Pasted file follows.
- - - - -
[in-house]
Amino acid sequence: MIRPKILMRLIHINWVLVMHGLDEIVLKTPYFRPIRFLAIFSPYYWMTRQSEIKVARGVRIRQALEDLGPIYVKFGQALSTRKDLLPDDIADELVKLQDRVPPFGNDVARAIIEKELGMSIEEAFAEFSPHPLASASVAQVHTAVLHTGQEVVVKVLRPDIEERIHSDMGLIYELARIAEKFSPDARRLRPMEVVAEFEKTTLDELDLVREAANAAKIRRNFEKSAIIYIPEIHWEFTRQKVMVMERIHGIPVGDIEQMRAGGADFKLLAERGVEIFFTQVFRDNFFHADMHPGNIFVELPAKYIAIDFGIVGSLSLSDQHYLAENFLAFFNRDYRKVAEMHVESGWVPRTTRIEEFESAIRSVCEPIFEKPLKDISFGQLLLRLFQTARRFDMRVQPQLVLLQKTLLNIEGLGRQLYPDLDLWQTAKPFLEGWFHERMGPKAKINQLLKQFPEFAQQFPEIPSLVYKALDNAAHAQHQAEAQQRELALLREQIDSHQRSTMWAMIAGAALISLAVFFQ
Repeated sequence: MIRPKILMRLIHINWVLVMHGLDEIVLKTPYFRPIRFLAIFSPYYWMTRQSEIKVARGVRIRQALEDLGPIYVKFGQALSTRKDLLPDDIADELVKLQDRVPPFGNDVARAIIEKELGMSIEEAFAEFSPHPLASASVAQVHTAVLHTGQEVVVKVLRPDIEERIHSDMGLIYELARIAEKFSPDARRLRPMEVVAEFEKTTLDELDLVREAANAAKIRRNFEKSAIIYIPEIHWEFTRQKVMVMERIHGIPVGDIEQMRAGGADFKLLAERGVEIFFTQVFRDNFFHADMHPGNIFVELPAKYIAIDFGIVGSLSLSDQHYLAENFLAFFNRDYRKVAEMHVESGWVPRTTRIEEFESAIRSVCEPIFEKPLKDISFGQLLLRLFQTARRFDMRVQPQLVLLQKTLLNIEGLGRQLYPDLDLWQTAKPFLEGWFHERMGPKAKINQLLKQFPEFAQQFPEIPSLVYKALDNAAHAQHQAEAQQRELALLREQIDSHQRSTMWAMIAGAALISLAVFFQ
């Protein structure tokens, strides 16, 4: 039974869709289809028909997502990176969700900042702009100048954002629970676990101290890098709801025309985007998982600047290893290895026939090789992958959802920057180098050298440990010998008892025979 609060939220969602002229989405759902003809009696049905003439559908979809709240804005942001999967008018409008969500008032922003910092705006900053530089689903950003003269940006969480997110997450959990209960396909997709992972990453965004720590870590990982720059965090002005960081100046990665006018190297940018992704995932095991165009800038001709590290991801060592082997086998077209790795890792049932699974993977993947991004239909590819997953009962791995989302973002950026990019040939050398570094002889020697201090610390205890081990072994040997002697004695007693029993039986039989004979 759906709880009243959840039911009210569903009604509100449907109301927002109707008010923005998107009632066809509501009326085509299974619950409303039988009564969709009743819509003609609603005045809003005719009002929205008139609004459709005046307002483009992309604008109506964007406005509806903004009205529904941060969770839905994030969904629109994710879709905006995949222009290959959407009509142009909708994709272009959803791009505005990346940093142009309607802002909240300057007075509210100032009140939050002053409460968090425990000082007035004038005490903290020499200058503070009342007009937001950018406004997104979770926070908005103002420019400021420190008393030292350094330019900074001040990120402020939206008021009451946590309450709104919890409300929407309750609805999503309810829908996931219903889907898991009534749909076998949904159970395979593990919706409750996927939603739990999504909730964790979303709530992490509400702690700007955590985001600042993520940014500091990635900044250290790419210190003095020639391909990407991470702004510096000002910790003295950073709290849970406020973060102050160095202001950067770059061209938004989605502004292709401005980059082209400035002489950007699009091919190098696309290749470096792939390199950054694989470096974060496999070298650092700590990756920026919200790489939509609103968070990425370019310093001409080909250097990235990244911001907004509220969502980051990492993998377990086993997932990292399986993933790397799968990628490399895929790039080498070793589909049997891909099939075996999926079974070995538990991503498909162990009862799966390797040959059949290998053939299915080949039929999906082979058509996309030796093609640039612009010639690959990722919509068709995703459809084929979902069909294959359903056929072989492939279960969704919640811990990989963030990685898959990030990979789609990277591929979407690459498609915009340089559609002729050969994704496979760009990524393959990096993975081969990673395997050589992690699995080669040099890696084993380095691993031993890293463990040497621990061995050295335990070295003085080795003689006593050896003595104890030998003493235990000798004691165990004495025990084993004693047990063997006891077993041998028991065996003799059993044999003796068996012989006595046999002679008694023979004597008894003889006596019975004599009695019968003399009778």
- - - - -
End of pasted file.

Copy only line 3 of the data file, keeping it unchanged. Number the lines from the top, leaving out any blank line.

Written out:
Repeated sequence: MIRPKILMRLIHINWVLVMHGLDEIVLKTPYFRPIRFLAIFSPYYWMTRQSEIKVARGVRIRQALEDLGPIYVKFGQALSTRKDLLPDDIADELVKLQDRVPPFGNDVARAIIEKELGMSIEEAFAEFSPHPLASASVAQVHTAVLHTGQEVVVKVLRPDIEERIHSDMGLIYELARIAEKFSPDARRLRPMEVVAEFEKTTLDELDLVREAANAAKIRRNFEKSAIIYIPEIHWEFTRQKVMVMERIHGIPVGDIEQMRAGGADFKLLAERGVEIFFTQVFRDNFFHADMHPGNIFVELPAKYIAIDFGIVGSLSLSDQHYLAENFLAFFNRDYRKVAEMHVESGWVPRTTRIEEFESAIRSVCEPIFEKPLKDISFGQLLLRLFQTARRFDMRVQPQLVLLQKTLLNIEGLGRQLYPDLDLWQTAKPFLEGWFHERMGPKAKINQLLKQFPEFAQQFPEIPSLVYKALDNAAHAQHQAEAQQRELALLREQIDSHQRSTMWAMIAGAALISLAVFFQ